CMS to Remove all Social Security Numbers from Medicare Cards by April 2019
October 6, 2016 02:26 PM
Social Security Numbers (SSN) will be removed from all Medicare cards by the Centers for Medicare and Medicaid Services (CMS) no later than April 2019, in accordance with the Medicare Access and CHIP Reauthorization Act (MACRA) of 2015. CMS is calling this the Social Security Number Removal Initiative (SSNRI).
The SSN-based Health Insurance Claim Number (HICN) will be replaced with a new randomly generated Medicare Beneficiary Identifier (MBI) on the new Medicare cards for transactions like claim status and eligibility status and billing. The new system will assign the new MBI to each beneficiary and send them a new Medicare card.
Like the SSN, the MBI is confidential and all parties protect it as Personally Identifiable Information. CMS believes the SSNRI and its new system will enable it to better protect private health care and financial information, as well as federal health care benefit and service payments.
CMS has already begun work on the SSNRI and wants providers to shift to the new MBI by April 2018 – only a year-and-a-half from this writing. By that April 2018 date, CMS hopes to begin sending the new Medicare cards with the MBI to all Medicare beneficiaries. No cards will be sent out before April 2018. Providers will be able to use either the HICN or the MBI to exchange data during a transition period beginning no earlier than April 1, 2018 and ending at midnight December 31, 2019.
The new MBI will be 11 characters in length and should be clearly distinguishable from existing HICN. In addition, the new MBI will contain no special characters, being made up entirely of numbers and uppercase letters.
CMS urges providers to examine their management systems to determine what changes they need to make to use the randomly generated MBI and put those changes into place by April 2018 – before the first new Medicare cards are sent to beneficiaries. If providers use vendors to bill Medicare, they should contact those vendors and inquire about their MBI practice management systems.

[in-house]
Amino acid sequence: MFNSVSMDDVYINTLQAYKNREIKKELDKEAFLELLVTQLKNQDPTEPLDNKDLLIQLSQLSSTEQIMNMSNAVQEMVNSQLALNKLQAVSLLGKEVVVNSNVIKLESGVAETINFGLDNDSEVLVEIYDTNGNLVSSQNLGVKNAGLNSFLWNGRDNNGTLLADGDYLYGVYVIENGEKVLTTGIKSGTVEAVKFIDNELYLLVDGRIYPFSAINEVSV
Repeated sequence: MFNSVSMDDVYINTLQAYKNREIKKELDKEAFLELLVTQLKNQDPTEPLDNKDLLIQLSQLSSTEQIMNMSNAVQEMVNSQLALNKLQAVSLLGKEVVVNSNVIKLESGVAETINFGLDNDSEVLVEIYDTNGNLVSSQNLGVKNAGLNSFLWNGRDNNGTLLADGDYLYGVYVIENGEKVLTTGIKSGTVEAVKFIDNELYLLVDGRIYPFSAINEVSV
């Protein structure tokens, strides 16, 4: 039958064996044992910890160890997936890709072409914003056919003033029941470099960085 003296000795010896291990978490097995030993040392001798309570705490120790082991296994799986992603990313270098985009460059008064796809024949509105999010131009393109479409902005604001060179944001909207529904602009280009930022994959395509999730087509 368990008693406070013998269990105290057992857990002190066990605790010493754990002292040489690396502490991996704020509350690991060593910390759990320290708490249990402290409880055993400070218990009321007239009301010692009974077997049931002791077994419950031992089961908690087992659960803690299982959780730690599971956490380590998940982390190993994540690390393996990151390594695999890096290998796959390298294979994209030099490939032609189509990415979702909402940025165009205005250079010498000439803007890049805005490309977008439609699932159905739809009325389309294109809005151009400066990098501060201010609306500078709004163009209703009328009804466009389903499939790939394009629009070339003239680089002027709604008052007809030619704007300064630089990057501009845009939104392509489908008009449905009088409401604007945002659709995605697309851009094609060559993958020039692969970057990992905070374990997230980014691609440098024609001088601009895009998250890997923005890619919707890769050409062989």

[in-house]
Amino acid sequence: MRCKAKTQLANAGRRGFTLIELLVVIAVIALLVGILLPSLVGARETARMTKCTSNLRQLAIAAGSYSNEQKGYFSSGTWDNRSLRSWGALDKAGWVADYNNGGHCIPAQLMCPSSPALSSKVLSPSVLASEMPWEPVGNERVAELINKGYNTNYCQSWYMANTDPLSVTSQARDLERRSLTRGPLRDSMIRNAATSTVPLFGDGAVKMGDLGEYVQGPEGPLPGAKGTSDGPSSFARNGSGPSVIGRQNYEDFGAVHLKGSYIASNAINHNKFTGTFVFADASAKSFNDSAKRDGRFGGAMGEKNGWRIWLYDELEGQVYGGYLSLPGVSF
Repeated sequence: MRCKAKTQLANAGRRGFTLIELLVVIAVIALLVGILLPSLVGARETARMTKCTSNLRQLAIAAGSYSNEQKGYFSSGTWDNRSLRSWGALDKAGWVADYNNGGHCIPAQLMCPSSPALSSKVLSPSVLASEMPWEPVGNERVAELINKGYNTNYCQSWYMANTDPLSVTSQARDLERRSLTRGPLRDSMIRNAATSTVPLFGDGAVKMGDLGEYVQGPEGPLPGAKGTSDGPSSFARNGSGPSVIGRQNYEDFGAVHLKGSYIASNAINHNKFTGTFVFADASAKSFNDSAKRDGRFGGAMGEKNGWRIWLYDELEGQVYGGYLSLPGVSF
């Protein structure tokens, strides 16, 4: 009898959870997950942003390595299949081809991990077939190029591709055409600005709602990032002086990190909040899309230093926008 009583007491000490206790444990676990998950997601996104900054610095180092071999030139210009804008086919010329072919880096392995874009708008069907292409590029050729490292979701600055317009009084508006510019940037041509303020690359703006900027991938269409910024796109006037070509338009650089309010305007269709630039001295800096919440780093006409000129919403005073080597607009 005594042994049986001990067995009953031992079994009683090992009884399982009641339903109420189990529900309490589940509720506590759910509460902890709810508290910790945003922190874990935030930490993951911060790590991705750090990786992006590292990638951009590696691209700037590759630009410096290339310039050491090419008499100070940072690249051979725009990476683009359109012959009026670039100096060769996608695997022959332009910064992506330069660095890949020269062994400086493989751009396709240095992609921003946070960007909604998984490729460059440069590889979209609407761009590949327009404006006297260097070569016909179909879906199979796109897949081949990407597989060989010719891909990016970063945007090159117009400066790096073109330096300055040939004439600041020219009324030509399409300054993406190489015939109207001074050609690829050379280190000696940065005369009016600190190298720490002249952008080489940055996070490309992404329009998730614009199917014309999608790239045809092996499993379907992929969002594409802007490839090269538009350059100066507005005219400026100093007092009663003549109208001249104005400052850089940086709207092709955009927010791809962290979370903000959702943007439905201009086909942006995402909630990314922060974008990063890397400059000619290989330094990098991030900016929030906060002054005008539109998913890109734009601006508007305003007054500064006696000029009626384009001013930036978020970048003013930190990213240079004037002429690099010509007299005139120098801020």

Providers should ask patients at the time of service if they have received their new MBI Medicare cards. During the transition period, if providers submit a claim using the patients’ HICN, CMS will return the MBI on the remittance advice. CMS will use the message field on the eligibility transaction responses to inform providers when a new Medicare card has been sent to each beneficiary.
Providers may use the MBI or HICN to check Medicare eligibility during the transition period, but may only use MBI after the transition period ends. When filing appeals, providers should use the MBI or HICN used to submit the claim originally, even after the transition period ends.
During the transition period, providers may use either the HICN or MBI – but not both -- in the same field where they have always entered the HICN and CMS will return the MBI on the remittance advice for all submitted claims.
Beneficiaries will be able to use their new Medicare cards and MBI immediately upon receiving them and there will be no change to their Medicare benefits. Providers should use the MBI as soon as their patients receive their new Medicare cards, but CMS will accept HICN or MBI during the transition period. However, all providers must be ready to accept the MBI by April 2018.
NAHC Report will continue to monitor this issue for updates so stay tuned. You may also want to periodically check the SSNRI page for providers.